How a case gets gutted
During her seven years with Alloy Wheel Repair, Nye had been a driven sales executive. She put in up to 60 hours per week, managing multiple divisions and national accounts. She said she also ignored a culture where her boss took male subordinates to strip clubs and men engaged in vulgar shouting matching with impunity.
Then in the summer of 2016, when Nye told a saleswoman that she needed to come to Atlanta for a meeting, the woman broke down crying. She said she’d been trying to end an affair with Wheeley, but he kept pressuring her into trysts every time she came to Atlanta. The woman said she felt coerced, trapped, and feared losing her job.
“I was like, oh God,” Nye said. “I immediately had a sick feeling in my stomach because, as a human being, I immediately thought, this is not going to be good for me.”
Nye eventually reported the allegation to human resources. Nothing happened to the CEO, but, according to her lawsuit, Wheeley soon gave her title and her most lucrative accounts to a man who’d been with the company just six months. Months later, when Nye complained that she was still doing most of the work for the man who took her title, Wheeley instructed her to apologize in writing, her suit contends.
Still, she said she didn’t see the hammer coming. Just days before her termination, she closed deals with two warranty companies worth $5 million.
“I can’t even tell you how much it affected me, emotionally, to think that anybody would fire me, because I did such a great job,” Nye said.
If Judge Larkins’ recommendations are followed, her firing won’t be among her civil rights claims. Citing case law, the magistrate said she didn’t mention improper termination in her EEOC forms, just retaliation, so she can’t sue for that now.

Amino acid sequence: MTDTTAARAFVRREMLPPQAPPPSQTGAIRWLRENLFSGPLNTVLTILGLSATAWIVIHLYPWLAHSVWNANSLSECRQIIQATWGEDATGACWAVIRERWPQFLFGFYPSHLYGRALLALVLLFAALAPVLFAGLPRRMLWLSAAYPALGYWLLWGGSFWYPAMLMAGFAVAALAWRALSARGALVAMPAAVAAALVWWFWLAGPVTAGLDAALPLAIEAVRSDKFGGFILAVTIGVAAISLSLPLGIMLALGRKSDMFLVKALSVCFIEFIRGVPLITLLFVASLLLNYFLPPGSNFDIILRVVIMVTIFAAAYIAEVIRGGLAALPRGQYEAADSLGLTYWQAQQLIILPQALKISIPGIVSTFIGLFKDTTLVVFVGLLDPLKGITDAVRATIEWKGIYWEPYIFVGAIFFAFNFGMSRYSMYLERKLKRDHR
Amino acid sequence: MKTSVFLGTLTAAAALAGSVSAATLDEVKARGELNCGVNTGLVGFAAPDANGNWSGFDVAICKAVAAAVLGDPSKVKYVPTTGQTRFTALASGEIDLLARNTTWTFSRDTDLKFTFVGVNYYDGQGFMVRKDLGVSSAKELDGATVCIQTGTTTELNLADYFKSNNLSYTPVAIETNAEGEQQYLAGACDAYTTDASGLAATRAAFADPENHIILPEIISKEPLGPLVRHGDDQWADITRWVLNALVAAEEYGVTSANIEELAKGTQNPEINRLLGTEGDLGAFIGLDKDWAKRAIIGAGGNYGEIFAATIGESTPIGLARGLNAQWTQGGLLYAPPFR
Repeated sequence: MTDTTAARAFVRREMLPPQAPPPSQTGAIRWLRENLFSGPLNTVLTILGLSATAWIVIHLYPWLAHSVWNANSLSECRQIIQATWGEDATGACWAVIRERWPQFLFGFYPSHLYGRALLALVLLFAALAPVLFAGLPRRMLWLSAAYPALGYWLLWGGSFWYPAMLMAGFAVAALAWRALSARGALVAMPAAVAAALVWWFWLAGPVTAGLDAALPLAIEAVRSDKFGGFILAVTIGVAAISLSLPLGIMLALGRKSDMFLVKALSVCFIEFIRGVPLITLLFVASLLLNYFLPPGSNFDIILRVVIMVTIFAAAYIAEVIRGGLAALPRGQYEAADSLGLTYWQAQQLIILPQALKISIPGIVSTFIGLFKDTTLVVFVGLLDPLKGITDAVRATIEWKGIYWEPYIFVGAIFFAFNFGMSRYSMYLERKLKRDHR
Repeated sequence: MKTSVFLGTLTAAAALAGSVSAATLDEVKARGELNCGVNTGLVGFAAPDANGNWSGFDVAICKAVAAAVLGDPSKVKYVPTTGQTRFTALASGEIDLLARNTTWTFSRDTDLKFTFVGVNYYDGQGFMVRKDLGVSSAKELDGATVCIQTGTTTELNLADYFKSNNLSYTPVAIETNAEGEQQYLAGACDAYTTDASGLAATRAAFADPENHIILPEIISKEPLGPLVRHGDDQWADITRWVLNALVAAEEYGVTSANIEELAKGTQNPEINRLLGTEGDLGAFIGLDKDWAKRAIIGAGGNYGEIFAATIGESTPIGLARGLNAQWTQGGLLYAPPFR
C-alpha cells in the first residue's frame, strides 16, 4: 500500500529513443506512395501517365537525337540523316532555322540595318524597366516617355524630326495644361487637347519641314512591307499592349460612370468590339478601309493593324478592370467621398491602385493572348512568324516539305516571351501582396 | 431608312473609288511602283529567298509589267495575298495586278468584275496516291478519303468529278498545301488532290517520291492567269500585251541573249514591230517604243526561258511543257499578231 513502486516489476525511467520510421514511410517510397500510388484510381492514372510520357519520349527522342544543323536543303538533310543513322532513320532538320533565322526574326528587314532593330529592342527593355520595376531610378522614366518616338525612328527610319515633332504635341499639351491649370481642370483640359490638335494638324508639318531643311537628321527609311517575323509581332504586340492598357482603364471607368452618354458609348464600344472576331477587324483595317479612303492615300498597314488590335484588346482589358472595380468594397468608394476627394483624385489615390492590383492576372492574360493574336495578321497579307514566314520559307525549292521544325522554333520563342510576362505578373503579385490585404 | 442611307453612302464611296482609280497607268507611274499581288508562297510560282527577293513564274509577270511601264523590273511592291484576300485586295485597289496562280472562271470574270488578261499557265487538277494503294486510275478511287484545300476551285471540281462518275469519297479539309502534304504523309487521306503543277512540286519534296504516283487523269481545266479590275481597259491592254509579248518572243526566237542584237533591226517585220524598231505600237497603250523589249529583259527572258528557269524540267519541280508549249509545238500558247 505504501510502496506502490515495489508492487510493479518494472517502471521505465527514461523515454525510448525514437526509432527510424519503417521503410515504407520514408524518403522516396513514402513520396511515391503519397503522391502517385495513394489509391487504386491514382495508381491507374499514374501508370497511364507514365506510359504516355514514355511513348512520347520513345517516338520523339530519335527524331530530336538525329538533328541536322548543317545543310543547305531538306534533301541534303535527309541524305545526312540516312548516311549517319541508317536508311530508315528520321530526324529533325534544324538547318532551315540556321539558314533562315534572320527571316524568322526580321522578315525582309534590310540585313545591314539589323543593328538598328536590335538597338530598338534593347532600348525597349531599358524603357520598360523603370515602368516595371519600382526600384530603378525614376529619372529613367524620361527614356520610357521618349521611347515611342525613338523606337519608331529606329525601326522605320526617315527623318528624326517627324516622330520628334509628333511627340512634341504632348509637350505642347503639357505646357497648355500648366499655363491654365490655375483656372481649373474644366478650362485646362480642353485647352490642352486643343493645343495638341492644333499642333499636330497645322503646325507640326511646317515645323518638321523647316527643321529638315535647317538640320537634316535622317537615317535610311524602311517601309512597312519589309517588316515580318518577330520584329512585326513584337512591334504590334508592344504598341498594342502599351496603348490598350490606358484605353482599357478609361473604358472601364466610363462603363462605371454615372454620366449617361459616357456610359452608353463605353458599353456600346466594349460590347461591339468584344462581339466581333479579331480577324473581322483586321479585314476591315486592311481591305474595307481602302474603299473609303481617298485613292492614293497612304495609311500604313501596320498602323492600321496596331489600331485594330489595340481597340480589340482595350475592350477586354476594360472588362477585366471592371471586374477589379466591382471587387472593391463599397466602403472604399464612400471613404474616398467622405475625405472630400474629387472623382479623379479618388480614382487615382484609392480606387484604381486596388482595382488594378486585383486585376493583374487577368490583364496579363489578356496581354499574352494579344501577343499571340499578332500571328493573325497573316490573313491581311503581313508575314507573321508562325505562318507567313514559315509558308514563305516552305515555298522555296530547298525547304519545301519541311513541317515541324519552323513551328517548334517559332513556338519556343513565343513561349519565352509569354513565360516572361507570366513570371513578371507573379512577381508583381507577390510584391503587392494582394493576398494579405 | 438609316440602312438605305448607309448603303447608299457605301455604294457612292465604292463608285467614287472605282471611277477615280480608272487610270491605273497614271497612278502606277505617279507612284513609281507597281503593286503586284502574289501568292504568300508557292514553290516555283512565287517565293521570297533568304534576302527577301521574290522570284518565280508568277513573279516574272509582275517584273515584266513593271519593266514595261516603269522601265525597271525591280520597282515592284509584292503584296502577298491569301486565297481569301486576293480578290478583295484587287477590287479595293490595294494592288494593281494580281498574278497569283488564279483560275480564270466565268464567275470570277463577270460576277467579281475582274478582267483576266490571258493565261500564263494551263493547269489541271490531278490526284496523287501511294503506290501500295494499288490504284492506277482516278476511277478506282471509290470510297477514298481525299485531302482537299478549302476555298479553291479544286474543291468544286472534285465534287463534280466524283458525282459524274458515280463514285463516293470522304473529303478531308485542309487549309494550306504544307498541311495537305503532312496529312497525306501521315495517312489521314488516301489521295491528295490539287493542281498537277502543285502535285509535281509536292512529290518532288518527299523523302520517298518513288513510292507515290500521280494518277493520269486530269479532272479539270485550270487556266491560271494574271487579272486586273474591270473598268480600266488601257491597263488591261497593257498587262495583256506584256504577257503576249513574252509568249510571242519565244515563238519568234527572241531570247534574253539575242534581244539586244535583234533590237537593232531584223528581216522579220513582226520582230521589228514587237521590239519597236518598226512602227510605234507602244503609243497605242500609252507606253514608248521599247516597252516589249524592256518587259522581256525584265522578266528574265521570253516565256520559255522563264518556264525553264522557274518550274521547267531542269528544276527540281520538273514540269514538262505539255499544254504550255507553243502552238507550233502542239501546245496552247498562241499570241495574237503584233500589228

Larkins also said she can’t pursue claims for losing her title and sales accounts, because those events happened more than six months before her EEOC complaint. The judge also proposed tossing her case against Alloy Wheel’s parent company, saying her complaint doesn’t demonstrate it had anything to do with what allegedly happened to her.
That essentially leaves her with a hostile work environment lawsuit. Nye’s attorney, Lester Tate, said “the guts of the case” have been litigated already without ever starting the discovery process that might turn up new evidence.
“You have a class of civil litigants that are treated differently from civil litigants in every other type of case,” Tate said.
From a company standpoint, though, those legal obstacles help protect the innocent from unsubstantiated claims or accusations that don’t meet the legal definition of sexual harassment. Johnny Taylor Jr., president and CEO of the Society for Human Resource Management, pointed to statistics showing that of the allegations received by the EEOC last year, the agency found evidence lacking in 56 percent of them.
“That’s why we say, you are innocent until proven guilty,” Taylor said. “The allegations are made, and most of the time, we deal with them internally. And we deal with it swiftly … We do a lot of things that don’t make it to the EEOC.”
Harassed out of a job
Alleged victims interviewed by the AJC described supervisors treating them as guilty just for speaking up about abuse.
Lisa Chinault has alleged in a federal lawsuit that while she worked as a medical assistant at the Skin Cancer and Cosmetic Dermatology Center office in Calhoun, a co-worker, Ashley Manning, touched her buttocks and breasts almost every day. Chinault said she would protest, but other employees would just watch and laugh. She said she complained to the office manager, who said she’d “look into it.”
The AJC tried to talk to Manning, but messages were returned by the attorney who is defending her, the office manager and the clinic. The attorney said in an email that “because of the pending litigation, we can only respond that we deny the allegations set forth in the suit and will make no further comments.”